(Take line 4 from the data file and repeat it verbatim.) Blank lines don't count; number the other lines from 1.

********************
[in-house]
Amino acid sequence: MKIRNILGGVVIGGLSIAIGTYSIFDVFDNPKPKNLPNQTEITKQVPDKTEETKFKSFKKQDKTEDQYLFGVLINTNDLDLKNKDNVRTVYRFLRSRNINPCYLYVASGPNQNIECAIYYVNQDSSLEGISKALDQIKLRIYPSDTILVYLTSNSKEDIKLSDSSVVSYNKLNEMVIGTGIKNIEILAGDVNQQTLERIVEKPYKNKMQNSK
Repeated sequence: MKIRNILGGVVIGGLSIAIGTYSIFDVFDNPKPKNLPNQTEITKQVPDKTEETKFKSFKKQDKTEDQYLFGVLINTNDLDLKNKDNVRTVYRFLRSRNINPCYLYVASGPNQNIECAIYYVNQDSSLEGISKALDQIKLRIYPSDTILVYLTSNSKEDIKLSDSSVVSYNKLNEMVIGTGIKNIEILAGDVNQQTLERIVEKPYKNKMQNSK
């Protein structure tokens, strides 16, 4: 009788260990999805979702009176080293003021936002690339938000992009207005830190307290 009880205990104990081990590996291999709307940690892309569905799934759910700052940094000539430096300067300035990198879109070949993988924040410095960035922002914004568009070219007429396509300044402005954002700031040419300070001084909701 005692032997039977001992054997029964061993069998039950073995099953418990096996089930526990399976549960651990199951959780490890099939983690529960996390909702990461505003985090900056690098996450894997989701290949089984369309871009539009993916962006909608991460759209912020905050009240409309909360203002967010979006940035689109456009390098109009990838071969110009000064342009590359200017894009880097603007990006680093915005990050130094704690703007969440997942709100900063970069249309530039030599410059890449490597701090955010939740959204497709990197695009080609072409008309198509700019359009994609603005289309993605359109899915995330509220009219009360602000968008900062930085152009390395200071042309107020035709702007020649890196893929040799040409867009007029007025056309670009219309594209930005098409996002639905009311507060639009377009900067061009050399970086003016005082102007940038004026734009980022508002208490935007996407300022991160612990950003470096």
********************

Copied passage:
């Protein structure tokens, strides 16, 4: 009788260990999805979702009176080293003021936002690339938000992009207005830190307290 009880205990104990081990590996291999709307940690892309569905799934759910700052940094000539430096300067300035990198879109070949993988924040410095960035922002914004568009070219007429396509300044402005954002700031040419300070001084909701 005692032997039977001992054997029964061993069998039950073995099953418990096996089930526990399976549960651990199951959780490890099939983690529960996390909702990461505003985090900056690098996450894997989701290949089984369309871009539009993916962006909608991460759209912020905050009240409309909360203002967010979006940035689109456009390098109009990838071969110009000064342009590359200017894009880097603007990006680093915005990050130094704690703007969440997942709100900063970069249309530039030599410059890449490597701090955010939740959204497709990197695009080609072409008309198509700019359009994609603005289309993605359109899915995330509220009219009360602000968008900062930085152009390395200071042309107020035709702007020649890196893929040799040409867009007029007025056309670009219309594209930005098409996002639905009311507060639009377009900067061009050399970086003016005082102007940038004026734009980022508002208490935007996407300022991160612990950003470096």